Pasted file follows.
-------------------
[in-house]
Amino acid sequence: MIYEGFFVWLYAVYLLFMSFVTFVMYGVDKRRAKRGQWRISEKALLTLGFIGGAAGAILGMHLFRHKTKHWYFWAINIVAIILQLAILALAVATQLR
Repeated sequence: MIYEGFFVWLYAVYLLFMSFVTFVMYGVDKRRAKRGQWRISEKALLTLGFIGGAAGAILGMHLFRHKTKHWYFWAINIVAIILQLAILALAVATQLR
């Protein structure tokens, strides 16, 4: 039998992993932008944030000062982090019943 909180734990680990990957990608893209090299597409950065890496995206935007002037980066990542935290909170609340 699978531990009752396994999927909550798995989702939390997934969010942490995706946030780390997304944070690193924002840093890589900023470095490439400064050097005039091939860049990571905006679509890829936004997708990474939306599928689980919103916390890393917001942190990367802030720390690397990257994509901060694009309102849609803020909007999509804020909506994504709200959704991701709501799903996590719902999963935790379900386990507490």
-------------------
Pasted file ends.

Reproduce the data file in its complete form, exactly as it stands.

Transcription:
[in-house]
Amino acid sequence: MIYEGFFVWLYAVYLLFMSFVTFVMYGVDKRRAKRGQWRISEKALLTLGFIGGAAGAILGMHLFRHKTKHWYFWAINIVAIILQLAILALAVATQLR
Repeated sequence: MIYEGFFVWLYAVYLLFMSFVTFVMYGVDKRRAKRGQWRISEKALLTLGFIGGAAGAILGMHLFRHKTKHWYFWAINIVAIILQLAILALAVATQLR
């Protein structure tokens, strides 16, 4: 039998992993932008944030000062982090019943 909180734990680990990957990608893209090299597409950065890496995206935007002037980066990542935290909170609340 699978531990009752396994999927909550798995989702939390997934969010942490995706946030780390997304944070690193924002840093890589900023470095490439400064050097005039091939860049990571905006679509890829936004997708990474939306599928689980919103916390890393917001942190990367802030720390690397990257994509901060694009309102849609803020909007999509804020909506994504709200959704991701709501799903996590719902999963935790379900386990507490």